26.5 Tips On Becoming The Perfect Second Shooter

26.5 Tips On Becoming The Perfect Second Shooter

As a wedding photographer I am always on the hunt for that perfect second shooter. Over the last 4 years I have shot 120+ weddings and worked with over 70 different second shooters. Most of them have been fantastic but I have always thought it would be nice to have a list of second shooter tips I could send them before the wedding day. I'd love to hear what you think of the tips in the comments section below. Let me know what I left out and feel free to share stories (good or bad) about working with second shooters in the past.

So without further ado, here is my list of "26.5 Tips on Becoming A Perfect Second Shooter."

1. Plan to show up early. In other words don't be late. You never know what kind of traffic you will encounter on the way to the shoot location, so just plan on getting there 30 minutes early. Once you arrive on location, you are welcome to hangout in your car or even walk the grounds to scout out interesting locations. But don't embarrass the lead photographer by arriving late.

2. Leave your business cards at home. You have absolutely no need for them at the wedding. Instead of having your own cards with you, you should ask the primary shooter for 4 or 5 cards of theirs you can have on hand in case anyone asks for one. I often travel for weddings and hire local second shooters to assist me. On those occasions, if I really like the person I am working with I will introduce them to the local wedding planners with the hope they will be able to do some work together in the future, but don't ever walk up to the planner and introduce yourself and hand them your card.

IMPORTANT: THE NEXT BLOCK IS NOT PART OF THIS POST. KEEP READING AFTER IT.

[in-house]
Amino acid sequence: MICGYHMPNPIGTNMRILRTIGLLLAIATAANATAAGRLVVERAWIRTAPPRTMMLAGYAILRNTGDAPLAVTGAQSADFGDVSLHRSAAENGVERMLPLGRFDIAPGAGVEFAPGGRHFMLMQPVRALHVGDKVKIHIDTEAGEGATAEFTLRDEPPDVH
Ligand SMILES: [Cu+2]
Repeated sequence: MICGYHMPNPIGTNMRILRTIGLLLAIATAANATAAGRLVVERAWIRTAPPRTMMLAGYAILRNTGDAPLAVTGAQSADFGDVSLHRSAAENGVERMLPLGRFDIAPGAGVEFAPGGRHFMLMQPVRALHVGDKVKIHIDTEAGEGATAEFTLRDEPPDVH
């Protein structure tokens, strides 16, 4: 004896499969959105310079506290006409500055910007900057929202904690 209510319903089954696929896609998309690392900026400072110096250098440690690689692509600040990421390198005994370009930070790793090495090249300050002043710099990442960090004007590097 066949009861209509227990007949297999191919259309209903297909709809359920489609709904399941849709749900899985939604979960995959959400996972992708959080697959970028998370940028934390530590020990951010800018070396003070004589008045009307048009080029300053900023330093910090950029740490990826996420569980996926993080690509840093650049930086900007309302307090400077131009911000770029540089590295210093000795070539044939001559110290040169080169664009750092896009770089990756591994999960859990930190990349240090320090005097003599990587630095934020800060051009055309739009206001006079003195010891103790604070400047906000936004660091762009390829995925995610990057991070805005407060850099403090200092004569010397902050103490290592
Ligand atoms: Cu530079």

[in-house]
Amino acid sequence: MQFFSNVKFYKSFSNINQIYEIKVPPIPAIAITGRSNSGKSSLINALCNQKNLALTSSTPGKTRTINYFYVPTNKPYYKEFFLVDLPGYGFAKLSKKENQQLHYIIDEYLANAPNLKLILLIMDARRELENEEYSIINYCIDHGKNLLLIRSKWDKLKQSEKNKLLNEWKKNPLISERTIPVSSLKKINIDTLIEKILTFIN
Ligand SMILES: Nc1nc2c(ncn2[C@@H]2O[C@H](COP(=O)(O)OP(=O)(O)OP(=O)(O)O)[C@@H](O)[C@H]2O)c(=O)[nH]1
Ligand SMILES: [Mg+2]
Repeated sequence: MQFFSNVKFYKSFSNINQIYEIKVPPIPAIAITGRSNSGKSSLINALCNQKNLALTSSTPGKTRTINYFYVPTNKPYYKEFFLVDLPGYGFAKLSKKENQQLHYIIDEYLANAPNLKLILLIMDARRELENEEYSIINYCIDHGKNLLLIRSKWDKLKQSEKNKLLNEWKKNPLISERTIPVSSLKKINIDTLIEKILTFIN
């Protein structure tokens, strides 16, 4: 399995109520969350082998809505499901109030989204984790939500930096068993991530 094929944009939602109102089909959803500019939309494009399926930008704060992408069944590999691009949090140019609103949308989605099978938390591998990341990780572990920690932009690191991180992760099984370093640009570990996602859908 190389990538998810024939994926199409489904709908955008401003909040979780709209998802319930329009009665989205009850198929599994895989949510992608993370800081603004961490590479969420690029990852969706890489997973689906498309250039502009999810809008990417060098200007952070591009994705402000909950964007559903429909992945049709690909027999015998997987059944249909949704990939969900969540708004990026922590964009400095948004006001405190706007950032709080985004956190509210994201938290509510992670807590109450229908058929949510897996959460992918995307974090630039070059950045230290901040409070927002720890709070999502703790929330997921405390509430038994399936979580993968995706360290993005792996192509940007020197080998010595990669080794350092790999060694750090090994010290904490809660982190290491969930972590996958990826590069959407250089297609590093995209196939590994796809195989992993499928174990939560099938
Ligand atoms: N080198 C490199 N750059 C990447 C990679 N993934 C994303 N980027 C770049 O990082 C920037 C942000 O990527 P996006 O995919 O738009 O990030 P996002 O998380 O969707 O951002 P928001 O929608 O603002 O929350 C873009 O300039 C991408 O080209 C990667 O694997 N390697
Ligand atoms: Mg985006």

3. Don't check your phone, update Facebook, or Instagram photos. If you really need to check your phone for whatever reason, it should only be when you are completely out of sight. Bathroom stalls make great hiding spots. If you are checking your phone in public where people can see you, you're giving off the perception you are not working.